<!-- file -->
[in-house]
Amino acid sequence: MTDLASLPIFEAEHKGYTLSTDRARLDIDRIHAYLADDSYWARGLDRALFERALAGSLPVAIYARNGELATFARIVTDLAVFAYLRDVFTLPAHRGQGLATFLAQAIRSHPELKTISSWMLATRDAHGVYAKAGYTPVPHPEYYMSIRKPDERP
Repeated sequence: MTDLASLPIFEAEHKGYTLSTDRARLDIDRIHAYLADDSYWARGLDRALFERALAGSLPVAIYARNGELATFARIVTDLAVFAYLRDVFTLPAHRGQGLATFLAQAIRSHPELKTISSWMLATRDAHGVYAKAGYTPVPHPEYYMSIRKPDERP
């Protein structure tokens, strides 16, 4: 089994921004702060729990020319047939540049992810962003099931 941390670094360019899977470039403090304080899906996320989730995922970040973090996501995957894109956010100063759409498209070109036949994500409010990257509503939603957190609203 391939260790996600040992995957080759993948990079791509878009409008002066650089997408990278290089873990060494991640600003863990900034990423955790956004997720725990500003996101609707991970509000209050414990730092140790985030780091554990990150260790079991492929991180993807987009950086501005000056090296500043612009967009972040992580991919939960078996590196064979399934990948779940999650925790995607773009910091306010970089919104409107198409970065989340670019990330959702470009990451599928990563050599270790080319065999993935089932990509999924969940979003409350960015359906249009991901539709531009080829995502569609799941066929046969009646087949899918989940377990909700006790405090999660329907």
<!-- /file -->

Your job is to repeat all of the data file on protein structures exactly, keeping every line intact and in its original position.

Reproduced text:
[in-house]
Amino acid sequence: MTDLASLPIFEAEHKGYTLSTDRARLDIDRIHAYLADDSYWARGLDRALFERALAGSLPVAIYARNGELATFARIVTDLAVFAYLRDVFTLPAHRGQGLATFLAQAIRSHPELKTISSWMLATRDAHGVYAKAGYTPVPHPEYYMSIRKPDERP
Repeated sequence: MTDLASLPIFEAEHKGYTLSTDRARLDIDRIHAYLADDSYWARGLDRALFERALAGSLPVAIYARNGELATFARIVTDLAVFAYLRDVFTLPAHRGQGLATFLAQAIRSHPELKTISSWMLATRDAHGVYAKAGYTPVPHPEYYMSIRKPDERP
């Protein structure tokens, strides 16, 4: 089994921004702060729990020319047939540049992810962003099931 941390670094360019899977470039403090304080899906996320989730995922970040973090996501995957894109956010100063759409498209070109036949994500409010990257509503939603957190609203 391939260790996600040992995957080759993948990079791509878009409008002066650089997408990278290089873990060494991640600003863990900034990423955790956004997720725990500003996101609707991970509000209050414990730092140790985030780091554990990150260790079991492929991180993807987009950086501005000056090296500043612009967009972040992580991919939960078996590196064979399934990948779940999650925790995607773009910091306010970089919104409107198409970065989340670019990330959702470009990451599928990563050599270790080319065999993935089932990509999924969940979003409350960015359906249009991901539709531009080829995502569609799941066929046969009646087949899918989940377990909700006790405090999660329907």